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Pop music is an ideal vehicle for emotional catharsis — for the confessional plunge into anguish, the gathering of strength and the phoenix-like rise to empowered new heights. But while such songs can feel like potent, highly individualized expression, their impact can also be interpreted in vastly different ways. Robin James, author of Resilience & Melancholy: Pop Music, Feminism, Neoliberalism, would describe performances that make dramatic displays of overcoming psychological, spiritual or bodily wounds as reinforcing a social hierarchy that prizes resilience. She emphasizes that when it's marginalized people who are doing the singing, it can have the effect of "normalizing" what they've endured socially and politically because of their race, gender, sexuality or class as "ultimately innocuous damage that they are individually responsible for overcoming." By extension, she would say that it's possible for pop-style empowerment to trivialize struggles borne out of inequality. She's envisioned a musical alternative: "If resilience is the norm, is melancholy the way to disrupt it?"
Minneapolis-based singer-songwriter Chastity Brown wrestles with that question in her own way on her new album, Silhouette Of Sirens, a work of brooding soul eloquence, alt-rock wiriness, atmospheric pop sweetening and folk-inflected naturalness that, at its quieter moments, has a kindred spirit in Meshell Nedegeocello's Bitter, a masterpiece of piercing introspection released at the end of the '90s.
When Brown arrived on the national Americana scene half a decade ago, she was already acutely aware that being a biracial woman made her stand out in that musical space, and her thinking about social statement-making has evolved continually since. Last year (much of which she spent touring alongside Ani DiFranco) she told me, "Just being a person of color, a queer woman of color for that matter, is freaking political. I don't even have to say anything. I just leave my house, and that's a statement. Or I practice good eating habits and I exercise — radically loving myself is also political. I see that now, and my hope is that that comes out in my work. There's stories to tell other than just the specifics of politics or my certain stances on things." In the press materials accompanying her new album, Brown also spoke of processing traumatic experiences in her songwriting.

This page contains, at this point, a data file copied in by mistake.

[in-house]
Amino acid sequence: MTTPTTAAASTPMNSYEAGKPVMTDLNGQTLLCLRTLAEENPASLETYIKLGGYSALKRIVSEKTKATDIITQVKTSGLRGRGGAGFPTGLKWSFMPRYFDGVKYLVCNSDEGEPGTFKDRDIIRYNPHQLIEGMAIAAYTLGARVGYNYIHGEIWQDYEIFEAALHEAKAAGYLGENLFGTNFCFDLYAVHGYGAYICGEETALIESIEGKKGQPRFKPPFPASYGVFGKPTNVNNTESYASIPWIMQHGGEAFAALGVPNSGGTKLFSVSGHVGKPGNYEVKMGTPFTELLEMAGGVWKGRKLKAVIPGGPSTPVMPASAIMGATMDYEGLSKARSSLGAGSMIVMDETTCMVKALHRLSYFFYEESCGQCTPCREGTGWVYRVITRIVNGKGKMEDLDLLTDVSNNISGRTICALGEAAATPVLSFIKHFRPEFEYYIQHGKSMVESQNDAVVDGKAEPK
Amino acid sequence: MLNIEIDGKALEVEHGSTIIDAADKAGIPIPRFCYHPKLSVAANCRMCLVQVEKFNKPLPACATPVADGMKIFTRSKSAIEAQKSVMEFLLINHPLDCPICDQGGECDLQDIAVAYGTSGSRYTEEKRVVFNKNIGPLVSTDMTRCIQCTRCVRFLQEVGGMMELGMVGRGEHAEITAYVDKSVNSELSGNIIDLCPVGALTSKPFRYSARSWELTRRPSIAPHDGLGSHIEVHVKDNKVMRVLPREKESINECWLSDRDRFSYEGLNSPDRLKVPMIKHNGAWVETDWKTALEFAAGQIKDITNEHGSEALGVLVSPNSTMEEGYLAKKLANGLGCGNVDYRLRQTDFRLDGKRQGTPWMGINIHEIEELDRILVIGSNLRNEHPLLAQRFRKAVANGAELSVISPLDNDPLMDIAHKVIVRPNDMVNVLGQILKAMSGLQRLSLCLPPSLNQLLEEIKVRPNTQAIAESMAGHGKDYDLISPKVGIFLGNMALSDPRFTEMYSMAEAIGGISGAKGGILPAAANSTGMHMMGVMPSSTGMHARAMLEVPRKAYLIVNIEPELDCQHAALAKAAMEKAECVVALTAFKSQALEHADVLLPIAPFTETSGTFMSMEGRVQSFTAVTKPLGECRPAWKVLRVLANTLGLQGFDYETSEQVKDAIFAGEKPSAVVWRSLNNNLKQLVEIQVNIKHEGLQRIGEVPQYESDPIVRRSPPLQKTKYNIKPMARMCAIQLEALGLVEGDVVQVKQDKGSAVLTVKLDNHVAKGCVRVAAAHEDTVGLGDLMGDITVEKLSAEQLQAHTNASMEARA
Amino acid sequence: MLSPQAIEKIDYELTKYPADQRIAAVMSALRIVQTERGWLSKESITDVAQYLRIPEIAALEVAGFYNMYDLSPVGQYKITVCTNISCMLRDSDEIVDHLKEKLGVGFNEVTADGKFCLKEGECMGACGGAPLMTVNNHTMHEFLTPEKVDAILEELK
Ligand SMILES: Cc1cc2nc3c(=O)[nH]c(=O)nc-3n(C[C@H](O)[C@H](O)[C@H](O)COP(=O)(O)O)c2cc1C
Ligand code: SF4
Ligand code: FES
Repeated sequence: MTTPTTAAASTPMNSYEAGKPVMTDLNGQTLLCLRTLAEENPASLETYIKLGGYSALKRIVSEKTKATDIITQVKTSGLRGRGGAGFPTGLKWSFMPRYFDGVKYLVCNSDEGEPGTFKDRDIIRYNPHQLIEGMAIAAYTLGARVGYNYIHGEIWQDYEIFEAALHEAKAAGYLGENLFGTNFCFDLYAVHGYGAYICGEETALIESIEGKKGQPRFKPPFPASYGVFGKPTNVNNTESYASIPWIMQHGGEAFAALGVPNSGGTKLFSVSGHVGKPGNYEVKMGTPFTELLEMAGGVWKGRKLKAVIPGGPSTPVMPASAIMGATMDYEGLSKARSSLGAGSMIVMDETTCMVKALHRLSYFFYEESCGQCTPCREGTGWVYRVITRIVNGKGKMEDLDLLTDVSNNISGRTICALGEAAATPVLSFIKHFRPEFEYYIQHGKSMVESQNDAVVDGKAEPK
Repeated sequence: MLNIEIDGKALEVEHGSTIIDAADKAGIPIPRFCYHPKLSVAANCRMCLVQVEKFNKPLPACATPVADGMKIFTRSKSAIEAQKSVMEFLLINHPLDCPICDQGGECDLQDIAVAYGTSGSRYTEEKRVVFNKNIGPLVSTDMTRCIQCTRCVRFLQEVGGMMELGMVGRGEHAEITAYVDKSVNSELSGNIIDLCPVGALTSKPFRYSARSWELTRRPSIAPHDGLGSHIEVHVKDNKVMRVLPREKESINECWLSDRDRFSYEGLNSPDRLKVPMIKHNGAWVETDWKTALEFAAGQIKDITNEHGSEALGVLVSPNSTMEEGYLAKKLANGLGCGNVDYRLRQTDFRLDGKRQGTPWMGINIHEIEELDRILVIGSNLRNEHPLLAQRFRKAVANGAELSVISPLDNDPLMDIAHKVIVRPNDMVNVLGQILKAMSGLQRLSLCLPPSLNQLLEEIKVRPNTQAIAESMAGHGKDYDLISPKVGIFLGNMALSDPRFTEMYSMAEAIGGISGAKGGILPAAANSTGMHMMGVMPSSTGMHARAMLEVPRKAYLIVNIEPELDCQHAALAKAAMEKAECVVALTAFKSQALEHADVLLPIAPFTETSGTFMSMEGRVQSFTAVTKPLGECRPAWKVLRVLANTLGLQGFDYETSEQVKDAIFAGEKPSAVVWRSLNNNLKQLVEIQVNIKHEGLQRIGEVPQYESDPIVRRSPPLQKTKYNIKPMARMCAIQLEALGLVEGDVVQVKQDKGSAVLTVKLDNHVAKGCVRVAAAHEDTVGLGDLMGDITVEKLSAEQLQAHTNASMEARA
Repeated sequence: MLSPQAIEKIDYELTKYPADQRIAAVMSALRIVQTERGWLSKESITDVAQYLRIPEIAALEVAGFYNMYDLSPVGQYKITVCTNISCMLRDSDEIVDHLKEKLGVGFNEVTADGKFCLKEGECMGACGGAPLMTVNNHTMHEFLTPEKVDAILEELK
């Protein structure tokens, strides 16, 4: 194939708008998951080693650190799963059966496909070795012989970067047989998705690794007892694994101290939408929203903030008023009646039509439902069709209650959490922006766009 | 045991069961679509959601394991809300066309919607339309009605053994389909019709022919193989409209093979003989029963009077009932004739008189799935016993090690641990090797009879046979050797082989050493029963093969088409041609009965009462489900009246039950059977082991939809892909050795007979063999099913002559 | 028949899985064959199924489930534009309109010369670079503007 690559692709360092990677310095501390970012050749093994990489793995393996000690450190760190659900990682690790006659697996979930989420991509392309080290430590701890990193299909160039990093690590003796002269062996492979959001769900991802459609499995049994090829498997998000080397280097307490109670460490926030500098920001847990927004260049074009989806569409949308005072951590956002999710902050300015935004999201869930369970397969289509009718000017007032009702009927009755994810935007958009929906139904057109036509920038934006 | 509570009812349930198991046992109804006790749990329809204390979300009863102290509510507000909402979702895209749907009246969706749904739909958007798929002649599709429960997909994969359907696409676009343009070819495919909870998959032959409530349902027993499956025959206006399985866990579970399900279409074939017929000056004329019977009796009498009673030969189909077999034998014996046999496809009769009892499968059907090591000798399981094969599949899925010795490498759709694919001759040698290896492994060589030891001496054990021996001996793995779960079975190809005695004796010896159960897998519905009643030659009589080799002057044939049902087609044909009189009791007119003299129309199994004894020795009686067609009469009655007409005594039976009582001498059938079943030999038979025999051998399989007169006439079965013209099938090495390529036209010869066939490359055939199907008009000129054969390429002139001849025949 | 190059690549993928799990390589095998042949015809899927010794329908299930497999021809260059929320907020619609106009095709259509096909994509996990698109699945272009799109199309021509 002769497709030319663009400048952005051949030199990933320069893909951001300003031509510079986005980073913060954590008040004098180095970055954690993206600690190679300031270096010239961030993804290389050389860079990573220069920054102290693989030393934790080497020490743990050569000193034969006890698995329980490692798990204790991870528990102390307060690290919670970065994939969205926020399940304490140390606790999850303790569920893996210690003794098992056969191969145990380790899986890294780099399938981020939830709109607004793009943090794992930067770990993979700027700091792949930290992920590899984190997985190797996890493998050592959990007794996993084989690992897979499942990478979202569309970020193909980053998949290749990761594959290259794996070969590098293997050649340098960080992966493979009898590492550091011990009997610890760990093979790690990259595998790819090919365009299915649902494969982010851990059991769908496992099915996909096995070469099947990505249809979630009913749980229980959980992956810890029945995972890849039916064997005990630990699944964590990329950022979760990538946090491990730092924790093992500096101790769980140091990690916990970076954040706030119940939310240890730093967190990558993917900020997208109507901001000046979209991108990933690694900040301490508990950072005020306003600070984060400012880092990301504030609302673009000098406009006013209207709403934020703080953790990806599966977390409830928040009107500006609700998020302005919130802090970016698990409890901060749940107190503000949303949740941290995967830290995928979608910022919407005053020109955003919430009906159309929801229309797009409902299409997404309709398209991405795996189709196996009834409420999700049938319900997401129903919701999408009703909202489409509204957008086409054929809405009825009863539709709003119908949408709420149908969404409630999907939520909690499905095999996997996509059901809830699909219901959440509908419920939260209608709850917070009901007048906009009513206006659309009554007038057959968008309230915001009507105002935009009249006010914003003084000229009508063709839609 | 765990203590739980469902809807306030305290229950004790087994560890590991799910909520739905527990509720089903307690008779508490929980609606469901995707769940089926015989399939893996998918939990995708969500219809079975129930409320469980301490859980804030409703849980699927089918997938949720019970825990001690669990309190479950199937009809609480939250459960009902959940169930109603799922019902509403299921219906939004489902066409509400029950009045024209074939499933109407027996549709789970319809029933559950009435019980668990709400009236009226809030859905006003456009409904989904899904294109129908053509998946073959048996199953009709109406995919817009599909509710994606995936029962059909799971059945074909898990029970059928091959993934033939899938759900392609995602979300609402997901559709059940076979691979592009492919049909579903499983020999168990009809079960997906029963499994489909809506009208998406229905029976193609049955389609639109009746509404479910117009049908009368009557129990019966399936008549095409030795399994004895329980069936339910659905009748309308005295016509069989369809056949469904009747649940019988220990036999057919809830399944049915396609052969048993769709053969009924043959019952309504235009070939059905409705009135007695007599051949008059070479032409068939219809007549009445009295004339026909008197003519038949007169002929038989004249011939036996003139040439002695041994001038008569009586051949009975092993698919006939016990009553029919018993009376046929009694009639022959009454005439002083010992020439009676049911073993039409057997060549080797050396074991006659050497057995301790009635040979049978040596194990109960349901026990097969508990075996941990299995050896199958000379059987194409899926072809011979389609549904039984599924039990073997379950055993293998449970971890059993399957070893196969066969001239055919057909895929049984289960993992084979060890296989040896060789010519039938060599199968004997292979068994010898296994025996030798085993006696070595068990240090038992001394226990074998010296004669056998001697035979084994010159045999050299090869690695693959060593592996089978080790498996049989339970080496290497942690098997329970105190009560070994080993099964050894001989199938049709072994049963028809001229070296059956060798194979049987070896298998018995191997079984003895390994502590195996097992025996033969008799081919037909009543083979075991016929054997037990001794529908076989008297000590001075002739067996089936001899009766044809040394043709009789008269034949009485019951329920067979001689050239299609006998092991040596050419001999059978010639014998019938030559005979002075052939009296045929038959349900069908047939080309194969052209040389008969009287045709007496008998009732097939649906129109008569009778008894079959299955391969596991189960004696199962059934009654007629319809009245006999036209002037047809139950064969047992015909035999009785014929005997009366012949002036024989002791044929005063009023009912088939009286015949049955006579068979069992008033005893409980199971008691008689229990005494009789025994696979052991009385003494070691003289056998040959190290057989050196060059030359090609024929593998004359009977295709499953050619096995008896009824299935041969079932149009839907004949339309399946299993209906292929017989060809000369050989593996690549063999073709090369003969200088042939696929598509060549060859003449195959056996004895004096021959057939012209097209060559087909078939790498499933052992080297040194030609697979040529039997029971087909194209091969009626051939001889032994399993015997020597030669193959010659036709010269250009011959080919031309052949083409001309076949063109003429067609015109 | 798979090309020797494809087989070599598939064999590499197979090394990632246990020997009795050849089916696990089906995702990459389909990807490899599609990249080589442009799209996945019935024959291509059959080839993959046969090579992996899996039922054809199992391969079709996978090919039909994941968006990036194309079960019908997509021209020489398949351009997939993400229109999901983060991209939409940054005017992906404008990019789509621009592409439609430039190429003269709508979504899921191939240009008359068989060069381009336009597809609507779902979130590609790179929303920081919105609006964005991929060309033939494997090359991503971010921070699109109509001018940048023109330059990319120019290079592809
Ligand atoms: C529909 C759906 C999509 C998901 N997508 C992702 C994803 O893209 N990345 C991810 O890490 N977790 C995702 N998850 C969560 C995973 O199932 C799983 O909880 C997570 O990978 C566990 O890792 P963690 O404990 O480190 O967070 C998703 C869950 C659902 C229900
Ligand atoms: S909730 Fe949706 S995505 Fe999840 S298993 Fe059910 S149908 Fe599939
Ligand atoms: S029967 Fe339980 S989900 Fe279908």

She trains the focus of these 10 songs on the chasm between fundamental needs, desires and profound disappointments, sounding as patient with the jaggedness of emotions as she is resolute about rendering them with clarity and candor. In "Pouring Rain," a propulsive soul number with a grunge-y guitar attack, she demands a lover's affection, even as she braces herself to be let down. "Whisper," which builds from acoustic sparseness into a sinuous groove, is a sensual plea for intimacy that's laced with wariness. In "Lost," the lulling cadence and elegant orchestration set off Brown's spiky sense of alienation. Immersed as she is in articulating those feelings, she also pauses to acknowledge the lens through which her expression might be viewed. "What's the world see?" she asks. "A pile of ashes or a bird that's flown?"
In the pensive, churning piano ballad "Carried Away," she fashions a relational confrontation into a mantra. "Look what you did to my heart," she murmurs several times in a row, softly intensifying the insinuation with her syncopation of the low-slung melody. Then she turns to soothing herself, mediating on a pattern prone to end in pain: "You get carried away, then you fall." Catharsis is nowhere to be found; she's doing the emotional labor of preparing herself for inevitable repetitions of the cycle.
There's a simmering, acidic quality to the rootsy blues-rock number "Lies." Brown clenches and releases her syllables, summoning a peppery, purposeful edge as she rebukes and rejects a deceiver and curses feelings of betrayal. Sometimes when she plays the song live, she explains that she wrote it thinking of the Detroit pensioners who worked toward a stable future, only to have it ripped out from under them in their city's financial collapse. By offering that context, she drives home how she's teasing out connections between the personal and the political, the individual and the systemic, the up-close and the abstract.
That's a whole lot trickier work than outright protest or inscribing pop hooks with emotional triumphs, but Brown is more than up to the task. And the voice that she's developed is one that we really need right now.